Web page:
News
February 27, 1996

Client Memo: Franchisor Liability Under the ADA

Arnold & Porter Article

As you may be aware, the Department of Justice recently sued both Days Inns of America, Inc. ("Days Inn") and its parent Hospitality Franchise Systems, Inc. ("HFS"), as well as individual Days Inn franchisees and others, for alleged violations of the Americans With Disabilities Act ("ADA").1 The Justice Department claimed, in five separate lawsuits challenging the construction of five hotels in the Days Inn chain, that the defendants failed to provide the access for persons with disabilities required under Title III of the ADA, which governs all places of "public accommodation."2
 
The Justice Department filed the suits following an 18-month investigation of 28 newly built Days Inn hotels in 17 states. According to the Department, all of the hotels investigated failed to comply with the ADA, but 23 of the 28 have engaged in negotiations with the Department to avoid litigation. In each of the suits filed against the remaining five hotels, the Department is seeking an order requiring Days Inn and HFS, as well as the individual owner, architect, and general contractor of the building, to correct each violation and pay a civil penalty of up to $50,000 for the first offense. The ADA authorizes penalties of up to $100,000 for any subsequent violations found in a separate action.
 
The suits against Days Inn and HFS are remarkable because they are the first challenges to the construction and design of a building that the government has filed under the ADA. They are also remarkable in that they include as defendants the franchisor and parent of the owner/operators of the buildings at issue. For all franchisors, the suits signal a warning of potential ADA liability that may not previously have been contemplated.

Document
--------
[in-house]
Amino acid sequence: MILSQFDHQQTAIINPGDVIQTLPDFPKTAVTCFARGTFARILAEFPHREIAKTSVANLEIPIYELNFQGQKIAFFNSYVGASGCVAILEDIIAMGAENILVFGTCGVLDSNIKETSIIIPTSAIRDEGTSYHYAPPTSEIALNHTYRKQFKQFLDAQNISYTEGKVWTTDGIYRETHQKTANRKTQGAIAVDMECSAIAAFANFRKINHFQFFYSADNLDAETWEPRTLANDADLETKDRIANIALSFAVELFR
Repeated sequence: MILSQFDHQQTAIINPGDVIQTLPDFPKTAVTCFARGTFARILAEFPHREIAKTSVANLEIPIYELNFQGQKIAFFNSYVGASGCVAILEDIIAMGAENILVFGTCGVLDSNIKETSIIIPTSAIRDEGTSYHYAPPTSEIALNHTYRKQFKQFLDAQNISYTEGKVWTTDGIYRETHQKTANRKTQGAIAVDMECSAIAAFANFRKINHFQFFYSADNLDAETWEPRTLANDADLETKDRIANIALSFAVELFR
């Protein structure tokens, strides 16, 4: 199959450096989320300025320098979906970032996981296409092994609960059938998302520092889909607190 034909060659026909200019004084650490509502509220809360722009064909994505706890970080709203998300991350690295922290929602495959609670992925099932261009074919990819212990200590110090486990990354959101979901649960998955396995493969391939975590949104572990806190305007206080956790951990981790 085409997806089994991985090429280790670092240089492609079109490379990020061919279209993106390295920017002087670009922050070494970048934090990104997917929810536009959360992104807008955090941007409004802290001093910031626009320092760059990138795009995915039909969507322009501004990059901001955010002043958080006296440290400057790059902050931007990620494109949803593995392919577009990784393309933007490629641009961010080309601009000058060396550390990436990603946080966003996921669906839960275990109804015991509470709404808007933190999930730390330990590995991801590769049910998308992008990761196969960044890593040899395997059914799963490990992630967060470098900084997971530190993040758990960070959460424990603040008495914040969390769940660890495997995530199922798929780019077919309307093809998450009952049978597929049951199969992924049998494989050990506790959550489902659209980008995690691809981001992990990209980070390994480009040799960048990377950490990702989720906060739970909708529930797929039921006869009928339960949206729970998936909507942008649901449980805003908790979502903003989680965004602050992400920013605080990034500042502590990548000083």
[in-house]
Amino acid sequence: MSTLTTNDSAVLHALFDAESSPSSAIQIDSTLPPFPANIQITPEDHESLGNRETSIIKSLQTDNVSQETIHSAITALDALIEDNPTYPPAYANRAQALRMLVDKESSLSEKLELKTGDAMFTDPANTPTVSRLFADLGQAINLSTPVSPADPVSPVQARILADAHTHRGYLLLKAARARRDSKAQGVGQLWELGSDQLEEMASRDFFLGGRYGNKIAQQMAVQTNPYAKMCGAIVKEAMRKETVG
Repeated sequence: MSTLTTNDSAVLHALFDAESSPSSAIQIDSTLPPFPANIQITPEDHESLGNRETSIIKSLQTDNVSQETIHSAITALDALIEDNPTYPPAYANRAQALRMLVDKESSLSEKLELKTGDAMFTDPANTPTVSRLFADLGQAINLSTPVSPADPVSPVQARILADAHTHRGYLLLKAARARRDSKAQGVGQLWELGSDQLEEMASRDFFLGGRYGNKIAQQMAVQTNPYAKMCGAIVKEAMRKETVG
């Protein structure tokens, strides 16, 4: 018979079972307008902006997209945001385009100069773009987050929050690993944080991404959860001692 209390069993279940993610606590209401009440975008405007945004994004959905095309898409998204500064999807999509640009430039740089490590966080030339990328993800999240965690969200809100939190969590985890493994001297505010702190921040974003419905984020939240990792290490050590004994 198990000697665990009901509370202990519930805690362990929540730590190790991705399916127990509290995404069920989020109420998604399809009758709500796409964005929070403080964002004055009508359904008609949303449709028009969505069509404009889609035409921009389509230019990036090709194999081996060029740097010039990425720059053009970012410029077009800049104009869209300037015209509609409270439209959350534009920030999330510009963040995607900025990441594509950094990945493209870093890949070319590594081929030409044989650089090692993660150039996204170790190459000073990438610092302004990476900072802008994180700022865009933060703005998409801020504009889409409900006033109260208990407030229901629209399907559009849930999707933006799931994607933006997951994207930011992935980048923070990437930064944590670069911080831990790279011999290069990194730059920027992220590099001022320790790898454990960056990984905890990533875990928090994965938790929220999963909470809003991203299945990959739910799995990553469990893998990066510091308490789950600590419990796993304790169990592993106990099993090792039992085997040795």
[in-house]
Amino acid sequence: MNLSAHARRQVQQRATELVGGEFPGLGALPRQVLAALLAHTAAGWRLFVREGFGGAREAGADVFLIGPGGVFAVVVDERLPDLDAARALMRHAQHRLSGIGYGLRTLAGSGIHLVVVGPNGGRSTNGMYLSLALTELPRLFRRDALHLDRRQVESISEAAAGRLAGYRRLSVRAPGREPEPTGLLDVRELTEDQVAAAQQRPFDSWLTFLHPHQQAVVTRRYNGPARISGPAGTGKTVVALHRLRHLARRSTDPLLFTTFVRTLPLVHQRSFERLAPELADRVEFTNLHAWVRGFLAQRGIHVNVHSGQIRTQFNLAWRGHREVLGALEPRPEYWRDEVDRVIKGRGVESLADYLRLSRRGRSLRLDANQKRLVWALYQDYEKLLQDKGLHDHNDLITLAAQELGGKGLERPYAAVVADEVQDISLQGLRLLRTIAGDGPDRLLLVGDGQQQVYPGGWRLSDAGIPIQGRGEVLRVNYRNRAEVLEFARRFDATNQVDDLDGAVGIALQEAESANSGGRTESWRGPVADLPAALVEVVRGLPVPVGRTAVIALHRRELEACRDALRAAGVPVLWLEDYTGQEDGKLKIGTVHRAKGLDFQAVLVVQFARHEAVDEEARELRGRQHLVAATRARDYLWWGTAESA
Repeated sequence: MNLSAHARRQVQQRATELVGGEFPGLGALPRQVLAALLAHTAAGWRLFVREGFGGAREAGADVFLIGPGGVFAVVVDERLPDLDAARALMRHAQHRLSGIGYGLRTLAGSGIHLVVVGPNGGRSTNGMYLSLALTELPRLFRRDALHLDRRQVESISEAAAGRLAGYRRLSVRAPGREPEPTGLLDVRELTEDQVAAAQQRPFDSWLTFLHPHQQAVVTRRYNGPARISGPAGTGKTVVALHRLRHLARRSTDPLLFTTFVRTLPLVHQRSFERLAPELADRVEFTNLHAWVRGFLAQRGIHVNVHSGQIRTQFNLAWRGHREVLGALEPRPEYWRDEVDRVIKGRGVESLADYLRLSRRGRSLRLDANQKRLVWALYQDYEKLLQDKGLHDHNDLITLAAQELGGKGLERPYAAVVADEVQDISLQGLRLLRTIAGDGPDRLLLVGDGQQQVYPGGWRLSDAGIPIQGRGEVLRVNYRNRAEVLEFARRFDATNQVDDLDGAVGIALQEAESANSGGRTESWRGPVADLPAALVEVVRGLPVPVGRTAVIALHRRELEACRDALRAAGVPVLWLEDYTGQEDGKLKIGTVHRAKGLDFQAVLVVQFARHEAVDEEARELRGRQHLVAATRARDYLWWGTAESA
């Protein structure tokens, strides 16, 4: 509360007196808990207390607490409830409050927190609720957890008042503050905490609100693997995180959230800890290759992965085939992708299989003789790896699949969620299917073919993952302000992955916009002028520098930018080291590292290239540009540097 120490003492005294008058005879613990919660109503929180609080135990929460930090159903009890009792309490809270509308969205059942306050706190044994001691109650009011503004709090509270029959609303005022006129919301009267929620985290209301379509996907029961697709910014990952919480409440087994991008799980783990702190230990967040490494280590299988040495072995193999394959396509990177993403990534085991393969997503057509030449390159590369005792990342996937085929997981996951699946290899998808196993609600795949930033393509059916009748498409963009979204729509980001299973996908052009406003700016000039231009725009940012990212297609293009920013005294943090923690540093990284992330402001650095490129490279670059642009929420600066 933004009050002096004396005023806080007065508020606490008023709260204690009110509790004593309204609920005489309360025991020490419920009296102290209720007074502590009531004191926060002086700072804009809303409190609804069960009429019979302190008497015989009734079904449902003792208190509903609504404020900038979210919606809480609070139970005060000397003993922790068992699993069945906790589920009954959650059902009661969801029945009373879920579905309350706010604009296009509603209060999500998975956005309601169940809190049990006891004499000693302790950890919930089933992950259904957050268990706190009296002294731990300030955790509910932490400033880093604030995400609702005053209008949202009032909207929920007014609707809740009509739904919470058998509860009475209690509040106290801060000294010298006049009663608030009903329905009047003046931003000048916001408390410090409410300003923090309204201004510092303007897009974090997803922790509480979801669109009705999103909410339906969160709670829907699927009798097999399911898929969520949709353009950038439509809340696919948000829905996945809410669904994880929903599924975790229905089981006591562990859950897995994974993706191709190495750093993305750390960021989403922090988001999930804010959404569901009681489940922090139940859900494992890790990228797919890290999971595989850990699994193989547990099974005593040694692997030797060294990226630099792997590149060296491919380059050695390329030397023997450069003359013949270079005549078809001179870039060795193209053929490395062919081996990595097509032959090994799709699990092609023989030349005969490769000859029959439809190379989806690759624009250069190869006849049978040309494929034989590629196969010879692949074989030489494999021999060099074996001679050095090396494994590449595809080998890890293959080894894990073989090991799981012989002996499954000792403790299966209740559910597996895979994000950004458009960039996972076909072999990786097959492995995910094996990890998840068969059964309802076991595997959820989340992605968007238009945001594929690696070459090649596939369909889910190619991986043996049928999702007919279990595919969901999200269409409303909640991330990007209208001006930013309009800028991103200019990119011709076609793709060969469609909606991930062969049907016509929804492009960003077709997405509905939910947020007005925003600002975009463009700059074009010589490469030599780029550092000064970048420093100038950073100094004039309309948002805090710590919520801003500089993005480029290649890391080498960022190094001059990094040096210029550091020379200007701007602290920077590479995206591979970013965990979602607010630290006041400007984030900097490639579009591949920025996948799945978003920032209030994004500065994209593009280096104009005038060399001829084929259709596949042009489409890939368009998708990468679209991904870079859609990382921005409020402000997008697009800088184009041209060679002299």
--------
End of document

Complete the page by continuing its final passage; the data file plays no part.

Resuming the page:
According to the Justice Department, Days Inn and HFS were named as defendants because they controlled or participated in the design and construction of each of the hotels at issue. Their alleged participation included preparing standard plans for the new buildings and, in many cases, reviewing and approving specific hotel plans prior to their construction and conducting follow-up inspections and approval of the completed facilities. It is this control or participation -- not derivative responsibility -- that the Justice Department asserts as the basis for the alleged liability of Days Inn and HFS.
 
In response to the Justice Department's suits, Days Inn has filed its own suit in federal court seeking a declaration that its franchisees, rather than it or HFS, are the proper defendants under the ADA. The outcome of that action may mark an important first step in determining whether, and to what extent, Title III of the ADA governs franchisors.
 
In describing the conduct deemed unlawful with respect to a place of public accommodation, Section 302 of the ADA states that:
 
It shall be discriminatory to subject an individual or class of individuals on the basis of a disability or disabilities of such individual or class, directly, or through contractual, licensing, or other arrangements, to a denial of the opportunity of the individual or class to participate in or benefit from the goods, services, facilities, privileges, advantages, or accommodations of an entity.3
 
This language suggests the potential breadth of the scope of Title III's application.


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We will be monitoring closely the cases against Days Inn. Please feel free to contact either Steve Reade (202-942-5678) or Nancy Perkins (202-942-5065) if you have any questions about the ADA, including its potential application to franchisors and others.
1.42 U.S.C. §§ 12101-12213.
2. Id. §§ 12181-12189.
3.Id. § 12182(b)(1)(A)(i) (emphasis supplied).

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